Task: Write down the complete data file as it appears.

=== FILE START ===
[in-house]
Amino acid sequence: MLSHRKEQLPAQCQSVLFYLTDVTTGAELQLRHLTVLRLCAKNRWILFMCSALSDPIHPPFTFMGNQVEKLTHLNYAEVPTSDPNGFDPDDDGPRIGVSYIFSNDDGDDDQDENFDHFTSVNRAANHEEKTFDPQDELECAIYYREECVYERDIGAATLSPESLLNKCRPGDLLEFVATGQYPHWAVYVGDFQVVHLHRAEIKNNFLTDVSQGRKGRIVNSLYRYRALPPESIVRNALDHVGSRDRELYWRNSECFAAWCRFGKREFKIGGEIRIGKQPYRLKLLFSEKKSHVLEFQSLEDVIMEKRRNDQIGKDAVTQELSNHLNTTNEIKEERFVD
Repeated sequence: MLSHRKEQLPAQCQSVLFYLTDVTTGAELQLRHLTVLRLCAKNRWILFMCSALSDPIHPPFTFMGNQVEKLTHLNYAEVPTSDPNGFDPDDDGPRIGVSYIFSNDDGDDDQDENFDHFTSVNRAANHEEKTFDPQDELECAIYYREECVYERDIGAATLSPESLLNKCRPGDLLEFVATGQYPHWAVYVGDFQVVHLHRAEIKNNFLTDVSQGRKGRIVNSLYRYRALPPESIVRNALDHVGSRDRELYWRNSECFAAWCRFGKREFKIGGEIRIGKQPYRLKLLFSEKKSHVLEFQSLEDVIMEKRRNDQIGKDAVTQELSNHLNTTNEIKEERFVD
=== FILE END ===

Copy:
[in-house]
Amino acid sequence: MLSHRKEQLPAQCQSVLFYLTDVTTGAELQLRHLTVLRLCAKNRWILFMCSALSDPIHPPFTFMGNQVEKLTHLNYAEVPTSDPNGFDPDDDGPRIGVSYIFSNDDGDDDQDENFDHFTSVNRAANHEEKTFDPQDELECAIYYREECVYERDIGAATLSPESLLNKCRPGDLLEFVATGQYPHWAVYVGDFQVVHLHRAEIKNNFLTDVSQGRKGRIVNSLYRYRALPPESIVRNALDHVGSRDRELYWRNSECFAAWCRFGKREFKIGGEIRIGKQPYRLKLLFSEKKSHVLEFQSLEDVIMEKRRNDQIGKDAVTQELSNHLNTTNEIKEERFVD
Repeated sequence: MLSHRKEQLPAQCQSVLFYLTDVTTGAELQLRHLTVLRLCAKNRWILFMCSALSDPIHPPFTFMGNQVEKLTHLNYAEVPTSDPNGFDPDDDGPRIGVSYIFSNDDGDDDQDENFDHFTSVNRAANHEEKTFDPQDELECAIYYREECVYERDIGAATLSPESLLNKCRPGDLLEFVATGQYPHWAVYVGDFQVVHLHRAEIKNNFLTDVSQGRKGRIVNSLYRYRALPPESIVRNALDHVGSRDRELYWRNSECFAAWCRFGKREFKIGGEIRIGKQPYRLKLLFSEKKSHVLEFQSLEDVIMEKRRNDQIGKDAVTQELSNHLNTTNEIKEERFVD